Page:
|MEOW Showcase, photo by Jo Wymer|
|MEOW Con 2013|
SLI wouldn’t quite say, “post-parenting” yet. My son is still three and I hear this job goes on for quite some time. The biggest challenge at the moment is going from having more open-ended time before my son Gabe came, to now having to fit the writing into shorter, more scheduled blocks of time. And as a former night owl, I now aspire to meet the muse at 2pm instead of 2am. Wild Writing was the perfect practice at just the right time since it was the first opportunity I had where I gave myself extended time each week, just for me, to feel whatever was there and express it in words, in a safe, honoring group of women. And to be so moved and inspired by the other writer’s experiences and words…to be reminded and grateful for this wild, precious life.
Q Who do you count as your main influences and who are you listening to now?
SL I grew up listening to lots of different music thanks to my parents and older brother and sister. I heard a lot of classical, some jazz and bossa nova, Ella Fitzgerald and Harry Belafonte to name a few. Then came the Beatles, Motown, Stevie Wonder and the singer/songwriters—Joni, Carole King, James Taylor…When I started composing on the piano I was aware some musician’s music felt so kindred to me, like hearing a Todd Rundgren song for the first time when I was 12 and saying, “Hey I just played those same exact chords yesterday!” And hearing the last movement of Ravel’s Mother Goose Suite in a college classroom that made me weep, (and still does to this day). Lately, I’ve been listening to Anais Mitchell, who has such heart and honest lyric writing. I also got Michael Franti’s new album and like dancing to it with my boy!
Q How do you approach songwriting: do you wait for the muse or do you show up daily with intent to finish (or get a good start on) a song?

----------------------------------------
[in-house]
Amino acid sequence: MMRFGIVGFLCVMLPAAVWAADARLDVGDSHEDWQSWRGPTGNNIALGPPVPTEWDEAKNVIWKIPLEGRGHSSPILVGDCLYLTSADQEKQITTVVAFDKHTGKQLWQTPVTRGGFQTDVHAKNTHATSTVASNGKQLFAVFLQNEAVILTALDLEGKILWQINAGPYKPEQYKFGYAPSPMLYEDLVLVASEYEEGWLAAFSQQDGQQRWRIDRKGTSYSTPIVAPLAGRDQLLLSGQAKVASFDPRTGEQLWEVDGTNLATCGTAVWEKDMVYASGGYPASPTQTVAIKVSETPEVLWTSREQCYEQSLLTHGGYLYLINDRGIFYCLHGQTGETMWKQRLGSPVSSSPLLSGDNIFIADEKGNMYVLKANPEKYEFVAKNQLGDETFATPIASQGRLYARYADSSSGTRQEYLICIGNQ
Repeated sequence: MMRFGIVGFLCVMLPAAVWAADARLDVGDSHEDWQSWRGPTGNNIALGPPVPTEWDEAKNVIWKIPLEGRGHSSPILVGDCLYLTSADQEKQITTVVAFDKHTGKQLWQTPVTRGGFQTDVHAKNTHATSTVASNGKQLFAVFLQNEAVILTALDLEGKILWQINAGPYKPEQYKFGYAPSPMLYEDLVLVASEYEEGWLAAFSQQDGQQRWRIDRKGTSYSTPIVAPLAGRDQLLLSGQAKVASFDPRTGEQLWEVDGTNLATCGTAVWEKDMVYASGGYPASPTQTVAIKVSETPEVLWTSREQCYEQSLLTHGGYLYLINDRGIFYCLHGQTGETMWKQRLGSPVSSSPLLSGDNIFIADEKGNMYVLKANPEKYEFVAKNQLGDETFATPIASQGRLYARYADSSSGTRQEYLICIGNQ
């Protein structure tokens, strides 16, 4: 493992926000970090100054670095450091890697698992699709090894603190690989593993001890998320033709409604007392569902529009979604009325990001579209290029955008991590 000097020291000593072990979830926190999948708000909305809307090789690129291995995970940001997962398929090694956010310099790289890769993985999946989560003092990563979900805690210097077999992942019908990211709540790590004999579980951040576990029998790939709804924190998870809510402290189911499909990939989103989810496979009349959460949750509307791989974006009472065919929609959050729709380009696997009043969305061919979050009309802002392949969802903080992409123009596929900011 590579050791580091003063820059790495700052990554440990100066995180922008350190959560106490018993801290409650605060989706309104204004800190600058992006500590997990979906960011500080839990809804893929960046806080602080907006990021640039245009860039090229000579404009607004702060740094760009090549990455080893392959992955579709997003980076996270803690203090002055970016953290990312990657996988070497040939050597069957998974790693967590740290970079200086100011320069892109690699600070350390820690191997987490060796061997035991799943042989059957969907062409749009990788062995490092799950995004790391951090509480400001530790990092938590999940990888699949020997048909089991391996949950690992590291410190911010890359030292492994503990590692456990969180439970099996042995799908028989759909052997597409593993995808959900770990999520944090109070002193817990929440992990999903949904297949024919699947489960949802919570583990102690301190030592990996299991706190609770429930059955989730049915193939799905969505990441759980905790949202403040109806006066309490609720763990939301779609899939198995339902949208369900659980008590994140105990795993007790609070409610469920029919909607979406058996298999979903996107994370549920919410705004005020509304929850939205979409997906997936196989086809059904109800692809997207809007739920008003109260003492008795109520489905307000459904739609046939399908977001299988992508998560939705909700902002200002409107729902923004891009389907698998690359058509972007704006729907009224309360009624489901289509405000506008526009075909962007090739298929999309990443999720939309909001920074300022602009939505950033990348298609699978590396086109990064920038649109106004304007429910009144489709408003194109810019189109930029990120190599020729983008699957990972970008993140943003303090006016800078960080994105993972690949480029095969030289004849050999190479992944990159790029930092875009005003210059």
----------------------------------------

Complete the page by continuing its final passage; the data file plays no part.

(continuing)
SL As a young person I was inspired every day just by virtue of learning how to play the songs I loved, and playing them for hours. Then I started writing lyrics and singing my own songs, and again spent hours on end. As I got a bit older, I did wait for the muse with my songwriting, and seemed to be more interested in developing musical ideas and arranging. And now that I have less time, I want to be more economical with it, while at the same time wanting to dig deeper with my lyric writing. So I am aiming to start a new routine of writing daily, with a couple of days each week for longer blocks of writing time. As I’ve been getting back into it again, the more I do, the more I want to do, and so it’s building momentum.
Q What can listeners expect in the next year? Where will you be playing? Will you be releasing new recordings?
SL Well I’m so looking forward to performing with you and Monica Pasqual at Laurie Wagner’s house concert on Saturday Sept. 7th! And I’ll just see where it leads from there. I am working on several new songs and have some ideas for possible new recordings. My son came up with a great title for a song so I’m sure there’s a kids record in the not-too-distant future. I have this idea for a record of Lullabies for grown-ups. We could all use a little soothing from time to time, right?